This morning, as I was getting ready for church, I noticed that my hair was not being particularly cooperative. No matter what I would do, part of the hair on the left side of the head refused to stay down. Throughout the day, this was not helped by the fact that a handful of adorable small children kept on asking to ride on my shoulders and felt it necessary to play with my hair in some fashion. While I’m not always sure what other people think by such a scene of children feeling tall because they are on my shoulders, it is clear that there is a great deal of enjoyment to be found in enjoying the playful innocence of small children who feel tall when they are picked up and sit on someone’s shoulder, who gallivant around with few cares in the world and dim awareness of the efforts that others place to keep an eye on them and to keep them safe from trouble. It is for adults to be filled with cares and worries, and it is for little children to live their lives growing in godly character as well as in knowledge and competence, but if one is raising children consumed by anxiety about the world around them, then clearly their parents are doing something horribly wrong.
After leaving dinner and driving to spend the evening with some friends of mine in the far Southeast of the Portland area, where one of the members of the family fixed my car’s headlights and taillights and did a wonderful job at it, I was struck by the immensely temporary nature of life. On the one hand, for the third time since I have been in Portland I have been given the same exact illustrated history of the Civil War . Yet this is not all. At the Feast of Tabernacles we met a relative of them by marriage who struggled with a bad family situation thanks to an alcoholic husband. Her daughter, as might be readily understood, was at a young age already immensely complicated and layered, hiding whatever vulnerability existed behind a rather fierce exterior mask. Rather abruptly, we found out today that the woman had died, shockingly suddenly, given that just yesterday afternoon she had posted on her Facebook profile some beautiful pictures of flowers. And now she is no longer living, leaving her husband a widower, and making it unclear who will raise her sullen and clearly deeply wounded daughter. Knowing how my own childhood deeply shaped the man I have become, I grieve when I see children suffer so deeply, deeply enough that they do not believe others can stand to see the truth about them and still be considerate about their feelings and see them as God made them to be, and not as the scarred and broken beings they may have become.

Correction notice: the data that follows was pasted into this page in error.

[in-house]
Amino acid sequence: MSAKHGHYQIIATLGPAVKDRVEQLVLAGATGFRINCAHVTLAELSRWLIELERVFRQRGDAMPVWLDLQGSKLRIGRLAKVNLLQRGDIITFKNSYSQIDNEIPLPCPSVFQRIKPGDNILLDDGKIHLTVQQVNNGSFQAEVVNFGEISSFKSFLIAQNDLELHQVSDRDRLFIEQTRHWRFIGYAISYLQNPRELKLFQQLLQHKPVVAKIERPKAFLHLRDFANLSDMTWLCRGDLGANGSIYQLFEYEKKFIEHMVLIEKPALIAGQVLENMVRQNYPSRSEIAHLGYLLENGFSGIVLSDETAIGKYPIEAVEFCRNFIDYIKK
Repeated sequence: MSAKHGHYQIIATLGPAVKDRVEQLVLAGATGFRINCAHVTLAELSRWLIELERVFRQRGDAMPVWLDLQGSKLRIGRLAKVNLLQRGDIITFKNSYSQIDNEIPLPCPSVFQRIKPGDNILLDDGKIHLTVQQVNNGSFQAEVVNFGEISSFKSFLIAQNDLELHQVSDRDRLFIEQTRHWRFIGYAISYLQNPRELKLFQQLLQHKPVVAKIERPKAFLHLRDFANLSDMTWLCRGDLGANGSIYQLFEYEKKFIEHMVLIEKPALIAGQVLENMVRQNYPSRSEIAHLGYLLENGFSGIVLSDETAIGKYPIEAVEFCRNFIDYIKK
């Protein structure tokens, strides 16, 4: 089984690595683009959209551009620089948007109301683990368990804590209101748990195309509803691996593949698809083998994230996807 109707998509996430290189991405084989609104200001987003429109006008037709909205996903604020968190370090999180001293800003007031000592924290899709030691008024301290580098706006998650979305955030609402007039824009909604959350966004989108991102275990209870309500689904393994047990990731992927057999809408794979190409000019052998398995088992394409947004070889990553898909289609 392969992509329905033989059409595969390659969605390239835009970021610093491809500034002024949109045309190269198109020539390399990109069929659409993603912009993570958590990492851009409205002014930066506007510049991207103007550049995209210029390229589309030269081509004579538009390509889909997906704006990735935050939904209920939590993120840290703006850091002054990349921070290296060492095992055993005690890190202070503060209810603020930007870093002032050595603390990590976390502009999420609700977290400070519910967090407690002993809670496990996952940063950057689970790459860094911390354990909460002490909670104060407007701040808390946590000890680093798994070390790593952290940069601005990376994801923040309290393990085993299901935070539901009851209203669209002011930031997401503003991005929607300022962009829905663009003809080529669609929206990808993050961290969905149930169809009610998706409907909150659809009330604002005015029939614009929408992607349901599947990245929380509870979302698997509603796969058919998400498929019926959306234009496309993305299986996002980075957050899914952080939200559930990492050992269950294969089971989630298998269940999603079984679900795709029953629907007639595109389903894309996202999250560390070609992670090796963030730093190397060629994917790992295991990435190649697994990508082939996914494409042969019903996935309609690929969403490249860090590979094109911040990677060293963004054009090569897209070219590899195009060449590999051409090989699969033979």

Even more so than most days, today was a day filled with vexing complexity. I spent much of my day at church teaching children about Cain and Abel, about the murderous hostility that can exist between estranged siblings, about the fact that God’s longsuffering and patience in allowing people the time and space to repent and seek His ways and seek a relationship with Him is confused with absence or weakness, and how often that is the case in humanity as well, where there seems like no way we can act that will not be twisted or misunderstood. Yet my presence teaching the young children attracted the notice of those at services when my knowledge of esoteric trivia, like the philosophers of the French Revolution, was wanted in services and my absence was noted publicly. This led to a lot of humorous questions that at first did not make sense, as people asked me questions about what grade/age range of children I was teaching without my knowing why there was a sudden surge of curiosity in my Sabbath School activities, which had not attracted a great deal of notice hitherto.
Not only this, but today was filled with some vexing complexities in terms of my action. In choir, I was the only tenor, making practice involve some solos on my part, which appeared to have drawn more attention to myself than I really wanted. Then, in the context of working on some writing for the variety show, I was placed in a context that requires a great deal of sensitivity that allows a point to be made but has to be done in such a way that does not bring greater difficulties upon me and upon others. We live in contexts and a world where we do not act merely for ourselves and only involving ourselves, but we act in a world where our behavior is continually involved with others. Sometimes we spend our time seeking to make life more enjoyable and pleasant for others. Sometimes we face the tension between various longings that complicate our lives. Sometimes we find ourselves involved in complicated situations where we know we must act or refrain ourselves from acting, but we do not fully know the seriousness of what we are involved in, or what the end will truly look like. Yet we must be both brave and kind, standing up for what is right without stepping over other people in the process. Oh, that we might be both brave and good, and make the most of the time that we are given.
 See, for example: